Legislative Democrats recommend that the state spend $180 million or 7.4% more more in municipal aid next fiscal year.
With $30 million in promised state aid to towns already months overdue, local leaders say seasonal demands can’t wait for resolution of tolls debate.
Poor communities would gain the most through a redistribution of the Education Cost Sharing ESC) grant, while wealthy towns would lose the most.
Gov. Dannel P. Malloy would be hounded by the debt-riddled state finances he inherited, pension obligations that would force deficits and tax hikes while leaching dollars from transportation and other programs. But Malloy also would be the first governor in modern history not to saddle future generations with pension costs owed during his administration.
Ned Lamont’s biggest challenge as governor is likely to be devising and then selling fellow Democrats in the General Assembly on the “structural changes” he says are necessary to break Connecticut’s cycle of chronic budget deficits.
Legislative leaders are leaning against attempting to override Gov. Dannel P. Malloy’s latest veto. The reason: they included what effectively amounts to duplicate language in a second bill the governor already has signed.
In a major move toward a bipartisan budget compromise, Republican legislators recommended more funding for social services, higher education, transportation and municipalities — and agreed to help pay for them by tapping about $300 million of this spring’s income tax windfall.
Despite a proposal that could jeopardize state aid in the coming years, the Connecticut Conference of Municipalities has endorsed the full report of the Commission on Fiscal Stability and Economic Growth, arguing it offers more long-term benefits for the state and its communities.
With the final flourish of a veto-proof margin, the House of Representatives voted Thursday to give final legislative passage to an overdue, bipartisan budget crafted without the direct involvement of Gov. Dannel P. Malloy.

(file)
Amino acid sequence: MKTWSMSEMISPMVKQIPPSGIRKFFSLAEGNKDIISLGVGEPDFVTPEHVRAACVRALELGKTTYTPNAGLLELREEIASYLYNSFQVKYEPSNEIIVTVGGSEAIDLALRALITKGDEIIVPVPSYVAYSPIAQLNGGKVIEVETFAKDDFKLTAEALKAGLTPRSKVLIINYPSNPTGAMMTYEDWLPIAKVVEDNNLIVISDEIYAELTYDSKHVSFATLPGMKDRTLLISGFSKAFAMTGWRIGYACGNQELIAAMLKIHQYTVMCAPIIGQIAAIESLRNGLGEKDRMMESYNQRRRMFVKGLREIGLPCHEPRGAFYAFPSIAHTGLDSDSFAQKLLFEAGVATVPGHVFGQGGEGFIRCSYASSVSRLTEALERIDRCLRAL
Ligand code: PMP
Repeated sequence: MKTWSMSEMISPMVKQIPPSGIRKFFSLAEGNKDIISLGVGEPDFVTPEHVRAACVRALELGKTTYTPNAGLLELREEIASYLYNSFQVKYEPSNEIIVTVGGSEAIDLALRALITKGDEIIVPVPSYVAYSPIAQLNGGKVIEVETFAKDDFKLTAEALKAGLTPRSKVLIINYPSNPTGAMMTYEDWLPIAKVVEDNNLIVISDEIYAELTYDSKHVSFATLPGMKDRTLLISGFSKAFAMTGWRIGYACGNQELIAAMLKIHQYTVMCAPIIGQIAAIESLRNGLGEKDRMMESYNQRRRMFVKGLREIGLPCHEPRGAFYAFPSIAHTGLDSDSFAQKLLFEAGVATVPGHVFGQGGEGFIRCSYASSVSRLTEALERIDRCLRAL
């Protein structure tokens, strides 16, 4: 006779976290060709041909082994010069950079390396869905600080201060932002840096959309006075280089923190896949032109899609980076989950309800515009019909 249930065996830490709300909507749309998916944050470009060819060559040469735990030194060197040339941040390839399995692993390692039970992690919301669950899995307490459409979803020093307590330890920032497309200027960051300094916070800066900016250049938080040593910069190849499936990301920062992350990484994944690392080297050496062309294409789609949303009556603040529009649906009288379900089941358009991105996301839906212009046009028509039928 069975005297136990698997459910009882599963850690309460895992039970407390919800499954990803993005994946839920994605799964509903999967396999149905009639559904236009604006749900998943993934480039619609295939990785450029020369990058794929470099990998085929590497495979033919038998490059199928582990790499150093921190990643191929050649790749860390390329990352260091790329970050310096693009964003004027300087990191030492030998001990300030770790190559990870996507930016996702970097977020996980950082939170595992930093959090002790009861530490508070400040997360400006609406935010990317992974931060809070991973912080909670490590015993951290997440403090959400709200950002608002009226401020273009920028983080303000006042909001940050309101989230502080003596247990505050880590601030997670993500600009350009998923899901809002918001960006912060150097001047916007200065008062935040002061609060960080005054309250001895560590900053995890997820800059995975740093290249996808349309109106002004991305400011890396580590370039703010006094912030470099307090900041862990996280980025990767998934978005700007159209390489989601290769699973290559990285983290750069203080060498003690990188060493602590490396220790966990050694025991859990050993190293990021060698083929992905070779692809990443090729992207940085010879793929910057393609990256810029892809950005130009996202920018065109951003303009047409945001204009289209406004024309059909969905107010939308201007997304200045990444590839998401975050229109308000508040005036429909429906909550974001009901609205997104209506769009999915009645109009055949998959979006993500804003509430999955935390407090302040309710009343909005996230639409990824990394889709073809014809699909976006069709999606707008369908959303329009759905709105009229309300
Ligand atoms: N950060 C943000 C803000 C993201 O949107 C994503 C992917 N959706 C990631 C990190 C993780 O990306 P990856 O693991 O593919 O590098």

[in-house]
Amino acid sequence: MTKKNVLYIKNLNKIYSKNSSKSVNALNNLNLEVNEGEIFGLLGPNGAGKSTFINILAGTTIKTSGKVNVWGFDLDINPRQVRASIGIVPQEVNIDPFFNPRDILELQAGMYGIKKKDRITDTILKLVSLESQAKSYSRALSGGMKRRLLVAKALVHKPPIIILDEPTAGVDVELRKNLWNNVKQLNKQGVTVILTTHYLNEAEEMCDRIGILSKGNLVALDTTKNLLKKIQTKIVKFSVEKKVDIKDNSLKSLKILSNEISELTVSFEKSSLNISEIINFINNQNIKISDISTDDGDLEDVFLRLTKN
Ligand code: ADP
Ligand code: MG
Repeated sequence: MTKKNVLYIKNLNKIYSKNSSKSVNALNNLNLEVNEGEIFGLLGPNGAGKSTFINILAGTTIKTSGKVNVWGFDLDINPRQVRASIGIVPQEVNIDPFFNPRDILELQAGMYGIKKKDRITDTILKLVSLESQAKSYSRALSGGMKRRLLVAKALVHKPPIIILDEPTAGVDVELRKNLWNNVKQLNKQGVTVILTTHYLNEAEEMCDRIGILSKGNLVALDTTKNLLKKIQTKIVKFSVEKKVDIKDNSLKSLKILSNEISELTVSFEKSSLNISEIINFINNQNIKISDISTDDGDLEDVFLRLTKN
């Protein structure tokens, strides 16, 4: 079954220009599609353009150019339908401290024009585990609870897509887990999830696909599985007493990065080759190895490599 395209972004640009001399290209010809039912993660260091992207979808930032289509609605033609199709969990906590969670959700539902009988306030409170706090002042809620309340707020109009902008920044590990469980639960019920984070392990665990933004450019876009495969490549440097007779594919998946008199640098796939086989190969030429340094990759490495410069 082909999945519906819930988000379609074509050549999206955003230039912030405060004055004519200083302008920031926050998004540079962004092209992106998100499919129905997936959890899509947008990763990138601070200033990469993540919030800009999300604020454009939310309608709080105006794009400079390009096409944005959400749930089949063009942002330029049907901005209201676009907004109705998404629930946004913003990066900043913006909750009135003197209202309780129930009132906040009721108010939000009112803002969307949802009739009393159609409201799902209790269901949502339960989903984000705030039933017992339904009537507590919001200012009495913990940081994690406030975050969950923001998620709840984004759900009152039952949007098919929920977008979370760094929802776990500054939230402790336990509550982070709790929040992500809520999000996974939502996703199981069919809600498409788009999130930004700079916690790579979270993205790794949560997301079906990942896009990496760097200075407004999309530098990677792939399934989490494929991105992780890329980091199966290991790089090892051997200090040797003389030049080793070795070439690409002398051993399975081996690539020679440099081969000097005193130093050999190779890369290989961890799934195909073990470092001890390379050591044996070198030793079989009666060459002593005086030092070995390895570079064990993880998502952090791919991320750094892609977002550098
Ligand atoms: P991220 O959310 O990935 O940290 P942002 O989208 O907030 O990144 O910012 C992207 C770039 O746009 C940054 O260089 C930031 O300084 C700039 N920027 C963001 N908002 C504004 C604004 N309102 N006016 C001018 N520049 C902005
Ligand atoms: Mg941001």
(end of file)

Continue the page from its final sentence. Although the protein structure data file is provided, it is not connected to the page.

The Senate took a major step early Thursday toward ending Connecticut’s nearly 17-week budget impasse, overwhelmingly adopting a $41.3 billion, two-year plan that closes huge deficits without raising income or sales tax rates, imposes modest cuts on local aid, and provides emergency assistance to keep Hartford out of bankruptcy.
Attorney General George Jepsen offered a legal opinion Tuesday that questioned the legality of Gov. Dannel P. Malloy’s plan to administer municipal aid in the absence of a state budget. But he offered Malloy and the legislature just one alternative — write a new state budget.
The toll Connecticut’s budget standoff has taken on cities and towns will nearly quadruple this week as key education and general government grants will be reduced or withheld.
Gov. Dannel P. Malloy’s administration charges that the reported bump in municipal aid in the Republican-crafted state budget is fiction — “gimmickry” that understates last year’s local aid to make the new grants look larger. Senate Republican leader Len Fasano insists the aid is real and that the governor should sign the budget, which attracted bipartisan support.
Gov. Dannel P. Malloy has been sparring with his fellow Democrats in the House of Representatives over how much new tax and fee revenue should be raised for the budget. But the real debate is over what type of revenue should be raised — not how much.
Just over seven weeks into the new fiscal year without an approved budget, state finances — not surprisingly — are running $94 million in deficit, Gov. Dannel P. Malloy’s administration reported Monday.